The five founding Directors registered the Antarctic Science Foundation Ltd in September 2017.
THE HONOURABLE ROBERT HILL
Robert Hill is a former Australian Senator serving as a Senator for South Australia from 1981-2006. His ministerial appointments included Minister for the Environment 2002-2006. After leaving the Parliament he was appointed Australian Ambassador to the United Nations in New York.
Robert has a long history in supporting environmental causes particularly relating to the marine environment and Antarctica. He was an Adjunct Professor in Sustainability at the University of Sydney and served as Chair of the Institute for Global Change at the University of Queensland. He chairs the Cooperative Research Centre on Low Carbon Living at the University of New South Wales and Chairs the NSW Biodiversity Conservation Trust. He was a member of the Global Oceans Commission and is a member of Antarctica 2020. He is a member of the Asia Pacific Board of The Nature Conservancy and a Governor of WWF Australia.
PROFESSOR EMMA JOHNSTON AO
Professor Emma Johnston AO is Dean of Science and Professor of Marine Ecology and Ecotoxicology at UNSW Sydney. A highly awarded scientist and educator, Professor Johnston has published more than 135 peer-reviewed articles and supervised more than 20 successful PhD graduates. Selected prizes include the Australian Academy of Science’s inaugural Nancy Mill’s Medal for Women in Science (2014), and the 2015 Eureka Prize for the public communication of science. In 2018 Emma was named one of the 2018 The Australian Financial Review 100 Women of Influence and an Officer of the Order of Australia for “distinguished service to higher education, particularly to marine ecology and ecotoxicology, as an academic, researcher and administrator, and to scientific institutes”.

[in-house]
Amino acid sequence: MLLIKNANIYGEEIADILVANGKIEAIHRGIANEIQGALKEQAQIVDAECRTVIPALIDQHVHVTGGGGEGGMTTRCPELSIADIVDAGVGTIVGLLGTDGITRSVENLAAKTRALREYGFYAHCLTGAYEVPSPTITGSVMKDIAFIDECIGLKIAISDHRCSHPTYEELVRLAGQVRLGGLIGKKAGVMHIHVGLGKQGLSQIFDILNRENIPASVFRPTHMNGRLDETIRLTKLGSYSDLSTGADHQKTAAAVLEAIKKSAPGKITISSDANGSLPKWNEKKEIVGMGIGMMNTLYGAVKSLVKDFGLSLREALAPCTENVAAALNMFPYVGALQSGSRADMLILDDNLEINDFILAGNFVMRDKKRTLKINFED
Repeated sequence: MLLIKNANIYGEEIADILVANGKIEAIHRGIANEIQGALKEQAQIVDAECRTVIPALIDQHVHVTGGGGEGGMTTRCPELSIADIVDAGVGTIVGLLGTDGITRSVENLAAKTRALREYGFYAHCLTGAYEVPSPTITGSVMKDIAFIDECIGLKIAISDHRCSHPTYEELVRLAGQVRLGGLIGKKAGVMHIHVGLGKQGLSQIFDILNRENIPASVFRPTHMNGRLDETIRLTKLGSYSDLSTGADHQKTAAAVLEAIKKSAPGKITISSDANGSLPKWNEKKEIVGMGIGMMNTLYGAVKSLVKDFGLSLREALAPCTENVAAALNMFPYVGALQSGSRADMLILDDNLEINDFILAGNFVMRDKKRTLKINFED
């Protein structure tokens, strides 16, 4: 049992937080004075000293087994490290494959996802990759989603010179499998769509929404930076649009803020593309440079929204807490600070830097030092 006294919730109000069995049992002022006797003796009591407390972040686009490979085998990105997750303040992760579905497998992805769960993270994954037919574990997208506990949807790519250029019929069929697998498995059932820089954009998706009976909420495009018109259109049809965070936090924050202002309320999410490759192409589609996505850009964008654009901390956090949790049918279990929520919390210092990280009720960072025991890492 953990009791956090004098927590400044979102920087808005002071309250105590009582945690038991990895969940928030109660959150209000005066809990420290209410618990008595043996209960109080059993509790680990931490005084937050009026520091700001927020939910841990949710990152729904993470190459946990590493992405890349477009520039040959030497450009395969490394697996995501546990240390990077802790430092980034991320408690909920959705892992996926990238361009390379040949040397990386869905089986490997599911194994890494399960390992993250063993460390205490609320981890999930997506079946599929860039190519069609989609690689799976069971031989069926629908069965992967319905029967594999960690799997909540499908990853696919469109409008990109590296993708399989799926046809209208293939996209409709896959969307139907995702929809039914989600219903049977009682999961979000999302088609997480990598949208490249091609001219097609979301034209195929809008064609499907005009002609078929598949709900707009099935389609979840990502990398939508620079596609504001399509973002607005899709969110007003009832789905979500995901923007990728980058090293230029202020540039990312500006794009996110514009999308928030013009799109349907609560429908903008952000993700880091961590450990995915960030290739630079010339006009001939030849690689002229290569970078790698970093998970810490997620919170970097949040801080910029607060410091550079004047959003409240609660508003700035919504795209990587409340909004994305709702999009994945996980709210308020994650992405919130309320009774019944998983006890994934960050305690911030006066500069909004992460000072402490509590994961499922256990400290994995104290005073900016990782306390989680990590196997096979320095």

A strong advocate for equity and diversity in STEM and for sound environmental management, Professor Johnston is President of Science & Technology Australia (STA) and sits on the Board of the Great Barrier Reef Marine Park Authority (GBRMPA) and the Australian Antarctic Foundation (ASF). She consults with industry through the development and implementation of new biomonitoring techniques and environmental monitoring programs and frequently contributes expert opinion to state, federal & international government agencies. Professor Johnston is a highly sought-after science communicator and television presenter for the ongoing BBC/Foxtel series, Coast Australia and ABC Catalyst.
The founder and CEO of Thirst, Mina is an entrepreneur and adventurer, passionate and committed to making a difference in the world. Following a 15-year successful career as a world leader in climate change that started in law, progressed to the World Bank and then to cofounding boutique investment firm Peony Capital, Mina established Thirst – an organisational initiative of the Young Global Leaders of the World Economic Forum. She has been named one of Australia’s most influential women by the World Economic Forum. She was also listed as one of the 50 greatest leaders in the world by Fortune Magazine in 2016.